Why Is The Government Overrepresenting Raw Continuing Claims Numbers?

Tyler Durden's picture

One of the most recent statistical aberrations to be noted by Investment Research firm Oscar Gruss and subsequently referenced by Bloomberg highlights the dramatic disconnect between raw and seasonally adjusted continuing claims numbers. The divergence has manifested itself in a discrepancy of nearly 900,000 people. It is represented below:

From Bloomberg:

The pre-adjustment total dropped for the last nine weeks, the longest streak since May 2008. The number of claims fell by
1.05 million, or 17 percent, during the period. Adjusted claims changed direction on a week-to-week basis throughout the period and declined by only 113,000, or 1.8 percent.

Another way of visualizing the discrepancy is presented by Oscar-Gruss:

Furthermore, the key issue according to Oscar-Gruss' economists is the odd behavior of the 2009 data series which is a visible outlier compared to prior historical periods: the delta between unadjusted and adjusted hit a recent record, and to the downside at that.

And here is the proposed explanation:

“Our assumption is that the sheer brutality of the current cycle has caused the statisticians to cease to trust the ‘raw’
data and therefore fall into the trap of abusing the process of seasonal adjustment.”

Is the discrepancy merely a function of improving fundamentals catching up with the labor pool:

We would expect to see another “catch up” reduction in the “headline” seasonally adjusted continuing claim data in the coming weeks which will take claims down by somewhere between 400 to 500K based on the current data. We would also conclude that the pace of employment repair is running significantly faster than anyone relying on the “headline” seasonally adjusted data would be led to believe.

Yet keep in mind, in late 2008 and early 2009, the opposite was true, when unadjusted data was over a million higher than adjusted. Is the raw-to-adjusted ratio skew merely a function of the two data-series catching up on average with each other?

It would be odd for the government to present a cautiously bearish representation of economic reality here, while in all other economic data series it has not hidden its bias to promoting an upside case. Compare historical data revisions: what better way to indicate sequential improvement than by making just prior data look worse upon further "information" - this has occurred on far too many occasions over the past year.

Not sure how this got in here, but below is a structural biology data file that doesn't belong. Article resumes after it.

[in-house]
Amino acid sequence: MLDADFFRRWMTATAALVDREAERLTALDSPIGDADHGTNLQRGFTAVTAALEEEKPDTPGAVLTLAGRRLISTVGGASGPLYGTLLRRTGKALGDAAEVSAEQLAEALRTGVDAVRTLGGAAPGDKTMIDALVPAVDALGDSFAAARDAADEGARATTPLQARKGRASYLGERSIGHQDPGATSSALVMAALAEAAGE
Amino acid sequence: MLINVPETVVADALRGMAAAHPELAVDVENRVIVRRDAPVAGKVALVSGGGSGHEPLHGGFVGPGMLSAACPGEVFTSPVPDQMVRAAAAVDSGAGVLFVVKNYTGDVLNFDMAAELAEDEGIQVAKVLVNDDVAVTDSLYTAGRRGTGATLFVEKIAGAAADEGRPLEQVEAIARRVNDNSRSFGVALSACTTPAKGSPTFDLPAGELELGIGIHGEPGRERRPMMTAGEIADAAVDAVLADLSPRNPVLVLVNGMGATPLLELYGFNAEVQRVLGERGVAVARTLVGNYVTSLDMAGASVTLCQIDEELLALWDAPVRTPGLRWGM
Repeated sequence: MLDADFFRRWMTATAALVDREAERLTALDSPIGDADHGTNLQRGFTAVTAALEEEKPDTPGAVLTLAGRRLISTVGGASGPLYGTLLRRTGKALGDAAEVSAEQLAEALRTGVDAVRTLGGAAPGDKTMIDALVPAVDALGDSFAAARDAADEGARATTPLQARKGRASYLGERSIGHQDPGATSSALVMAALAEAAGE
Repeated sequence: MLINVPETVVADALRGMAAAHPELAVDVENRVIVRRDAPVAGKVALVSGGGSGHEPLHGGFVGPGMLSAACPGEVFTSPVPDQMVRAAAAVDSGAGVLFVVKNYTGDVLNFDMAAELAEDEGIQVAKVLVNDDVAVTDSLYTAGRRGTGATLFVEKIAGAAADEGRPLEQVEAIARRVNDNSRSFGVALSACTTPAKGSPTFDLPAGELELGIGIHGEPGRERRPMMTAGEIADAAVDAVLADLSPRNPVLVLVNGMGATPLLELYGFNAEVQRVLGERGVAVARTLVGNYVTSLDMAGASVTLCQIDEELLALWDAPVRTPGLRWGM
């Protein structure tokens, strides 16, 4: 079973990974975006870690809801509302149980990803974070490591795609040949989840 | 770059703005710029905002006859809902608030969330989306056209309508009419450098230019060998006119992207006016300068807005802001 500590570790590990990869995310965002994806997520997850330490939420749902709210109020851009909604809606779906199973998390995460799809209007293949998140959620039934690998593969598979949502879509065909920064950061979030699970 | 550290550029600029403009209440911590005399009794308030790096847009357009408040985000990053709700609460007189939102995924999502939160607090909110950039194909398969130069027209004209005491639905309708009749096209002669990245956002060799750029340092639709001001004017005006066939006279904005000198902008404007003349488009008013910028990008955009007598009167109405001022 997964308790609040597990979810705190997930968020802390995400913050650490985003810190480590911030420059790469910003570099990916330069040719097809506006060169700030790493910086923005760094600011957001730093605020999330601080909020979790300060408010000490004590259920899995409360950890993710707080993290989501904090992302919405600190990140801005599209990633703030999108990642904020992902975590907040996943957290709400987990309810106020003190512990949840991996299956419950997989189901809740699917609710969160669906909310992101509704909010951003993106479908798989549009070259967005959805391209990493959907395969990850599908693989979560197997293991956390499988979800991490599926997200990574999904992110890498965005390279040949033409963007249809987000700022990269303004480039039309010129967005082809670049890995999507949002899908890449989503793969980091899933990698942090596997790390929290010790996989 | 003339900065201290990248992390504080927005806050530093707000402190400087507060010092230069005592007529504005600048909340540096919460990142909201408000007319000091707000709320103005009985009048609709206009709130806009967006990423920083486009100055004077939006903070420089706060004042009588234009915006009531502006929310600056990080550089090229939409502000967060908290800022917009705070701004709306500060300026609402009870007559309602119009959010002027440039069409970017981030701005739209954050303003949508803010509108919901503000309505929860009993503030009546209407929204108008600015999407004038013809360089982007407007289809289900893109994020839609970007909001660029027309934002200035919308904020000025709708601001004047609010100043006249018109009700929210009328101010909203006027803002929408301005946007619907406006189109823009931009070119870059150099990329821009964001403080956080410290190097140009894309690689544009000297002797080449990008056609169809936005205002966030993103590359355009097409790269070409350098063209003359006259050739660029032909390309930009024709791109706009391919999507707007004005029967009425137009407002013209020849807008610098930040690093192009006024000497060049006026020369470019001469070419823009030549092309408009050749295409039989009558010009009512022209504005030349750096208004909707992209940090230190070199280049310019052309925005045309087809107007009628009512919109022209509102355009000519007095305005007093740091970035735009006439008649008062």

Or is this merely a way for the government to provide "improving" numbers and thus stoke the market higher as the adjusted continuing claims number catches up with the raw number?

Alas, the simplest explanation is that while the rate of attrition could be slowing, it is not manifesting itself into any real economic improvement. Recall our recent presentation of the exhaustion rate, which hit an unprecedented 52% in the most recent data. This means that a whopping 52% of those collecting claims exhaust their benefits before they can find a job.

Combining the raw continuing claims data with the exhaustion rate presents a much more troubling picture: the raw data is "improving" due to the lack of material new "entrants", yet the lagging end of the curve keeps getting worse and worse.

This is yet another matter on which the BLS would be best suited to present their reasons for this divergence.

Lastly, it would be prudent to recall the interview with Charles Biderman of TrimTabs, who has for years been promoting the idea that the BLS continues to misrepresent the reality of the labor picture: be it raw or adjusted. One thing is for certain: with the U-6 unemployment rate breathing on 17% and soon likely to hit 20%, much of this speculation is merely semantics. The economy is still a long way away from not only stopping the labor bleeding but from actually reporting an uptick in employment. Until that happens, we expect that all bets are off when it comes to the government presenting the most optimistic possible case, even as more aberrations such as this become apparent.